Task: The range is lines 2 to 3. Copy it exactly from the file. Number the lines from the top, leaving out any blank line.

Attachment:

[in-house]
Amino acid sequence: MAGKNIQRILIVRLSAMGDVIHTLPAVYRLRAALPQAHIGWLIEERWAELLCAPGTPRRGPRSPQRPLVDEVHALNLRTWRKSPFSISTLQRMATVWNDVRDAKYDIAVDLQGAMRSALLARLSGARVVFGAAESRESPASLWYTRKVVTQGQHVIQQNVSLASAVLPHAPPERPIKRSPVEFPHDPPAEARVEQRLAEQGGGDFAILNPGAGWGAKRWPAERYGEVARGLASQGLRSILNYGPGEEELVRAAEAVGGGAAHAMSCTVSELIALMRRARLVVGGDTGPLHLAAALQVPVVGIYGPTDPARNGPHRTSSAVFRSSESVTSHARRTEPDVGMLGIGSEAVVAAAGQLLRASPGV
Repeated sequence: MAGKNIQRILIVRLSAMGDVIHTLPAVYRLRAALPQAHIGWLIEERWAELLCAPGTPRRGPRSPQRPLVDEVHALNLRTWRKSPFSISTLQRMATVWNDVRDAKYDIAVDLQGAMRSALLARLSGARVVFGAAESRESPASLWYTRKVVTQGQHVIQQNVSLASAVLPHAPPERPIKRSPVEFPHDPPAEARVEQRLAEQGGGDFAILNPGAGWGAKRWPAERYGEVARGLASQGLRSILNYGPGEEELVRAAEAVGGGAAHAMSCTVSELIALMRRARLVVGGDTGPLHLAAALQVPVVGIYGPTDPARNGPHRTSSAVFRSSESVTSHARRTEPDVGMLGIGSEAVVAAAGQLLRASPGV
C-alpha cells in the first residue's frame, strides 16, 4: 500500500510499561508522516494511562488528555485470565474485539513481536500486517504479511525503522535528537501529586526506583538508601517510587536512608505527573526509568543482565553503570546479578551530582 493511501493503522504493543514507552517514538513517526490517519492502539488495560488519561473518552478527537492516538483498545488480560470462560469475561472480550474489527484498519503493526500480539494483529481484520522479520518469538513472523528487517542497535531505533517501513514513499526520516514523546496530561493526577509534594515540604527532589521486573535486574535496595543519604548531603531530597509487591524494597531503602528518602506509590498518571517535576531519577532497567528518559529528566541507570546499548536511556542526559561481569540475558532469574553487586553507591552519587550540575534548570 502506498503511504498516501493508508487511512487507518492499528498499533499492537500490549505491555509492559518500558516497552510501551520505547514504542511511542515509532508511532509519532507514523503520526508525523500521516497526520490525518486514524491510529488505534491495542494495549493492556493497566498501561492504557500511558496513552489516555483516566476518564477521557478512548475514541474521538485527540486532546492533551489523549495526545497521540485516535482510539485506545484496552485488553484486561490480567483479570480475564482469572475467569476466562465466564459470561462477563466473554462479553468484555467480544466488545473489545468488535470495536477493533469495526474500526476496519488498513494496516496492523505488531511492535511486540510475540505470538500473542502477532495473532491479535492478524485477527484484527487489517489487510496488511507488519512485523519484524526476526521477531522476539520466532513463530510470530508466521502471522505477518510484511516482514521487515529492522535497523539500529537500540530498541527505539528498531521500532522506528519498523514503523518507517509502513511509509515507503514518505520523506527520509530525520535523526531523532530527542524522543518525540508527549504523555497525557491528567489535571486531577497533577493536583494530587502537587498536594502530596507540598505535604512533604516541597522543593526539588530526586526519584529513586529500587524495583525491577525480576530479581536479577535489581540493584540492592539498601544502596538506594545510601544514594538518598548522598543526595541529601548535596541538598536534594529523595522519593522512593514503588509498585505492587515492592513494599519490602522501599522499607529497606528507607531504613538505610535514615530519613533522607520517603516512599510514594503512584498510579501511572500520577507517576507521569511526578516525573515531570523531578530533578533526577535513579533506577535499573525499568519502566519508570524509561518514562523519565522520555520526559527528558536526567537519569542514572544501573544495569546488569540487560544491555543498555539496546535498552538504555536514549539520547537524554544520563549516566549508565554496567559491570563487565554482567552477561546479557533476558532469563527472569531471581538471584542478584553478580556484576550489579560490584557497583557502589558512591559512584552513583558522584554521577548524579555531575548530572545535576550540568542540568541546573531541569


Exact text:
Amino acid sequence: MAGKNIQRILIVRLSAMGDVIHTLPAVYRLRAALPQAHIGWLIEERWAELLCAPGTPRRGPRSPQRPLVDEVHALNLRTWRKSPFSISTLQRMATVWNDVRDAKYDIAVDLQGAMRSALLARLSGARVVFGAAESRESPASLWYTRKVVTQGQHVIQQNVSLASAVLPHAPPERPIKRSPVEFPHDPPAEARVEQRLAEQGGGDFAILNPGAGWGAKRWPAERYGEVARGLASQGLRSILNYGPGEEELVRAAEAVGGGAAHAMSCTVSELIALMRRARLVVGGDTGPLHLAAALQVPVVGIYGPTDPARNGPHRTSSAVFRSSESVTSHARRTEPDVGMLGIGSEAVVAAAGQLLRASPGV
Repeated sequence: MAGKNIQRILIVRLSAMGDVIHTLPAVYRLRAALPQAHIGWLIEERWAELLCAPGTPRRGPRSPQRPLVDEVHALNLRTWRKSPFSISTLQRMATVWNDVRDAKYDIAVDLQGAMRSALLARLSGARVVFGAAESRESPASLWYTRKVVTQGQHVIQQNVSLASAVLPHAPPERPIKRSPVEFPHDPPAEARVEQRLAEQGGGDFAILNPGAGWGAKRWPAERYGEVARGLASQGLRSILNYGPGEEELVRAAEAVGGGAAHAMSCTVSELIALMRRARLVVGGDTGPLHLAAALQVPVVGIYGPTDPARNGPHRTSSAVFRSSESVTSHARRTEPDVGMLGIGSEAVVAAAGQLLRASPGV